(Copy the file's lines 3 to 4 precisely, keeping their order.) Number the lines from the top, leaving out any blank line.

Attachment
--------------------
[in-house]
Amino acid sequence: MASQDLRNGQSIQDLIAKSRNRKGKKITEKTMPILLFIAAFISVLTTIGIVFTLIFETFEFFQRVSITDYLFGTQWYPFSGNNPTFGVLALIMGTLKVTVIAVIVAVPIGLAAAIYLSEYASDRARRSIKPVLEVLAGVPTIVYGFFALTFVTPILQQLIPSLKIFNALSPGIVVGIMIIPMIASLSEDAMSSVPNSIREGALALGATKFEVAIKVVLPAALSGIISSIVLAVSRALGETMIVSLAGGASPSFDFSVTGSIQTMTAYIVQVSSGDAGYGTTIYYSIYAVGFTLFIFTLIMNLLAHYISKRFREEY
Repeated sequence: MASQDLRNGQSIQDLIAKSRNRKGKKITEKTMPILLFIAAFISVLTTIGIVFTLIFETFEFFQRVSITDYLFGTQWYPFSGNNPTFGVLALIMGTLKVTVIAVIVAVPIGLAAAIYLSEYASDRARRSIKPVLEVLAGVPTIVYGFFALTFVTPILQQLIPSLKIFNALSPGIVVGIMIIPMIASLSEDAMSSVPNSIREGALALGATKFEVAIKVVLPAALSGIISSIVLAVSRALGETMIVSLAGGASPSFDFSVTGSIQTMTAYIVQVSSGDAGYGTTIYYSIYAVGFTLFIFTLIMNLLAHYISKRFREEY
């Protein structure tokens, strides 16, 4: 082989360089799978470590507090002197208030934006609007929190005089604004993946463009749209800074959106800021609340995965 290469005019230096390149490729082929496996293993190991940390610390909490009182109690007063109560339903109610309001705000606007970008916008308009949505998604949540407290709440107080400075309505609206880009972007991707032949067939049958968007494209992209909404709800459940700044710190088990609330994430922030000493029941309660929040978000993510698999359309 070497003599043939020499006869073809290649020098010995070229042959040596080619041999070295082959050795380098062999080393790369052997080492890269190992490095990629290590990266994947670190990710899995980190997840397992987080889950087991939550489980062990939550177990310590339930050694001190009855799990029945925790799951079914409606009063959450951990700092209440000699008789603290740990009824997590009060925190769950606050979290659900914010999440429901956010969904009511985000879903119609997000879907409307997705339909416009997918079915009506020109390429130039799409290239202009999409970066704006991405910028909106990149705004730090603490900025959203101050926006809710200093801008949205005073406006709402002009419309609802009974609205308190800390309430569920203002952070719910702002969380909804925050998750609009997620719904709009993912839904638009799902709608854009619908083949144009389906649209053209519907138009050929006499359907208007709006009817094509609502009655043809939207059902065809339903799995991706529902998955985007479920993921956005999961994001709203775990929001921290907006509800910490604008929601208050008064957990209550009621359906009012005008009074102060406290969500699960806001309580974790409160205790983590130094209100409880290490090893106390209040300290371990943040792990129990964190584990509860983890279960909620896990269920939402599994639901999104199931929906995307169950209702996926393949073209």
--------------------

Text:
Repeated sequence: MASQDLRNGQSIQDLIAKSRNRKGKKITEKTMPILLFIAAFISVLTTIGIVFTLIFETFEFFQRVSITDYLFGTQWYPFSGNNPTFGVLALIMGTLKVTVIAVIVAVPIGLAAAIYLSEYASDRARRSIKPVLEVLAGVPTIVYGFFALTFVTPILQQLIPSLKIFNALSPGIVVGIMIIPMIASLSEDAMSSVPNSIREGALALGATKFEVAIKVVLPAALSGIISSIVLAVSRALGETMIVSLAGGASPSFDFSVTGSIQTMTAYIVQVSSGDAGYGTTIYYSIYAVGFTLFIFTLIMNLLAHYISKRFREEY
């Protein structure tokens, strides 16, 4: 082989360089799978470590507090002197208030934006609007929190005089604004993946463009749209800074959106800021609340995965 290469005019230096390149490729082929496996293993190991940390610390909490009182109690007063109560339903109610309001705000606007970008916008308009949505998604949540407290709440107080400075309505609206880009972007991707032949067939049958968007494209992209909404709800459940700044710190088990609330994430922030000493029941309660929040978000993510698999359309 070497003599043939020499006869073809290649020098010995070229042959040596080619041999070295082959050795380098062999080393790369052997080492890269190992490095990629290590990266994947670190990710899995980190997840397992987080889950087991939550489980062990939550177990310590339930050694001190009855799990029945925790799951079914409606009063959450951990700092209440000699008789603290740990009824997590009060925190769950606050979290659900914010999440429901956010969904009511985000879903119609997000879907409307997705339909416009997918079915009506020109390429130039799409290239202009999409970066704006991405910028909106990149705004730090603490900025959203101050926006809710200093801008949205005073406006709402002009419309609802009974609205308190800390309430569920203002952070719910702002969380909804925050998750609009997620719904709009993912839904638009799902709608854009619908083949144009389906649209053209519907138009050929006499359907208007709006009817094509609502009655043809939207059902065809339903799995991706529902998955985007479920993921956005999961994001709203775990929001921290907006509800910490604008929601208050008064957990209550009621359906009012005008009074102060406290969500699960806001309580974790409160205790983590130094209100409880290490090893106390209040300290371990943040792990129990964190584990509860983890279960909620896990269920939402599994639901999104199931929906995307169950209702996926393949073209």